The YWCA USA supports legislation that bans the practice of racial profiling at the federal, state, and local levels. The YWCA firmly believes that all individuals, regardless of race, ethnicity, religion, national origin or gender should be ensured justice and protected equally under the law. This includes policies that eradicate racial profiling, increase immigrant rights, retain and strengthen affirmative action, reduce hate crimes, and result in increased education on racism and its elimination.
Tell Congress the time is now to end racial profiling—a problem that destroys American values of fairness and justice. Congress must take action and pass the End Racial Profiling Act this year. This bill requires that local law enforcement agencies receiving federal funds maintain adequate cultural competency policies and procedures for eliminating racial profiling.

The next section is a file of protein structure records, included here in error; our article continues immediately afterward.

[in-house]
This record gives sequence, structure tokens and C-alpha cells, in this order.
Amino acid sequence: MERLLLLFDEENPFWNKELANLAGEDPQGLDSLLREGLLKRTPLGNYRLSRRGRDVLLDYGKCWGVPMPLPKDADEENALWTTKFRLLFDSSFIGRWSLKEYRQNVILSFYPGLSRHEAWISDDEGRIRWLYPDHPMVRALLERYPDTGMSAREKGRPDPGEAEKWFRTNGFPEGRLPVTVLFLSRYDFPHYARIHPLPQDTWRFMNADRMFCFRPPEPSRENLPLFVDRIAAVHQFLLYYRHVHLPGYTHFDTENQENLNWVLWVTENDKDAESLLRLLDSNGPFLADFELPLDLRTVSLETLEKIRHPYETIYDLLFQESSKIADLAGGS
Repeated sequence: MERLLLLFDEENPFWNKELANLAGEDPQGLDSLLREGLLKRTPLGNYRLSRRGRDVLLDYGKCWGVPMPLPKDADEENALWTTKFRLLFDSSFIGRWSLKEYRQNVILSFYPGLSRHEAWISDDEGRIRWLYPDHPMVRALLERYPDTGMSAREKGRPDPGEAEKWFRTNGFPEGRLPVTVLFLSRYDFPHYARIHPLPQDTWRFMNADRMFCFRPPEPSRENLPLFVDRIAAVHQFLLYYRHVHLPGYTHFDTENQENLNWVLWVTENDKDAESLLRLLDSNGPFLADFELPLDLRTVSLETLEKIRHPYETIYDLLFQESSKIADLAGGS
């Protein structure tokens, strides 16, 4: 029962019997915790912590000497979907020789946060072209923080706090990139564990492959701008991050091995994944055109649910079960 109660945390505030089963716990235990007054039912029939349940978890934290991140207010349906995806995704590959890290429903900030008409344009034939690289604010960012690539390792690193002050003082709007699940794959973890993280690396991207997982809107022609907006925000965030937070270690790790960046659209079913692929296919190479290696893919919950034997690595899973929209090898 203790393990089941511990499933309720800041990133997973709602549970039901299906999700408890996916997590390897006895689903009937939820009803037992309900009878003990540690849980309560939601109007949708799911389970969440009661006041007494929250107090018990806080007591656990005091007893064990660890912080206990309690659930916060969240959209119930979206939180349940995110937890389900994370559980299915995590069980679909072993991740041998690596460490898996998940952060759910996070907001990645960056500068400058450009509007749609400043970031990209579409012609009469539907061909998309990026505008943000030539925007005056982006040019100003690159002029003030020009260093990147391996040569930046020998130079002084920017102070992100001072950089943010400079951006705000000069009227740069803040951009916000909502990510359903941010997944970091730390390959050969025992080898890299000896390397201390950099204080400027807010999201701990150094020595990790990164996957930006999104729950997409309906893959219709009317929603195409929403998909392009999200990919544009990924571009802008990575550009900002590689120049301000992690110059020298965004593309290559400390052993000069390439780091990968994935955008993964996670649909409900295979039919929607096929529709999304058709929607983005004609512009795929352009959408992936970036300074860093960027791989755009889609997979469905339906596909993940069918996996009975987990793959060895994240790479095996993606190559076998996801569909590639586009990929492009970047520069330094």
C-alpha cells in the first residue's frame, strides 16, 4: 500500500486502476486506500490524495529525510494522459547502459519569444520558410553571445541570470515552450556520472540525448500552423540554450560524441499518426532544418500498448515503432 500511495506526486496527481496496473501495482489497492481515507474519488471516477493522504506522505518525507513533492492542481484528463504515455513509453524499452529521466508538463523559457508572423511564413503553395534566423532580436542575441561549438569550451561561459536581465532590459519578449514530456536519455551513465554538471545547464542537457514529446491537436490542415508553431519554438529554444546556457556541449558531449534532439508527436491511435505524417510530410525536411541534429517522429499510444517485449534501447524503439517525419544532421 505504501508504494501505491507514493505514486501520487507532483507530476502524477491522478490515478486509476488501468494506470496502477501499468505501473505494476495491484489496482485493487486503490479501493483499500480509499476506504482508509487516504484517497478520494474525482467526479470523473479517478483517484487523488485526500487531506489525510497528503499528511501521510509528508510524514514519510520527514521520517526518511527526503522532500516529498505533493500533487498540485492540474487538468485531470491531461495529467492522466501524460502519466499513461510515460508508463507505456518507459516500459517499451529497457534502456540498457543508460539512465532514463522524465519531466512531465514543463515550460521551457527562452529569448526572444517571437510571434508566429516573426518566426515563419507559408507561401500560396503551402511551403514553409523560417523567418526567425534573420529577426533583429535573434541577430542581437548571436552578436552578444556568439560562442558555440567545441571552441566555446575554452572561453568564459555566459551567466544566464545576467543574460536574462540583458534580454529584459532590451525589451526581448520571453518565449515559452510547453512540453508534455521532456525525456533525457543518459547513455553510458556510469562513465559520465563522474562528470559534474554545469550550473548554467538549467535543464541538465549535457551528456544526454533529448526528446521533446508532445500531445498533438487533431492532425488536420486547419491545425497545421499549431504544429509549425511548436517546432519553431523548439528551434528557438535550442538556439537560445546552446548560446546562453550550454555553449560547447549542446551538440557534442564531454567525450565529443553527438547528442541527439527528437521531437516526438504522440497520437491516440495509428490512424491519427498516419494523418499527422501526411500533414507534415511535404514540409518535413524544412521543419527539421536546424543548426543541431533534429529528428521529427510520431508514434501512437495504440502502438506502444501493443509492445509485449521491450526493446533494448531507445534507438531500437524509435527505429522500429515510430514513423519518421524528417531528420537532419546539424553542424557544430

Resources and Readings:
- ACLU: Campaign Against Racial Profiling
- RIGHTS Working Group: What’s Gender Got to Do With Racial Profiling
- Network of Executive Women: The Unasked Question about Racial Profiling
- Leadership Conference on Civil Rights Education Fund: The Reality of Racial Profiling
- South Asian Americans Leading Together (SAALT): Racial Justice
This post is part of the YWCA Week Without Violence™ 2014 Blog Carnival. We invite you to join the dialogue! Post your comment below, share your story and follow the conversation on Twitter with the hashtag #workagainstviolence.
8 responses to “#WorkAgainstViolence: Racial Profiling and Hate Crimes”
This file also discovered that, although African people and Hispanics had been much more likely to be stopped and searched, they had been much less likely to be in possession of contraband. Racial profiling refers back to the practice of a regulation enforcement agent depending, to any diploma, on race, ethnicity, religion or countrywide origin in choosing which people to the problem to recurring or investigatory sports, which include visitors stops searches and seizures. http://www.uaeessaywriting.help/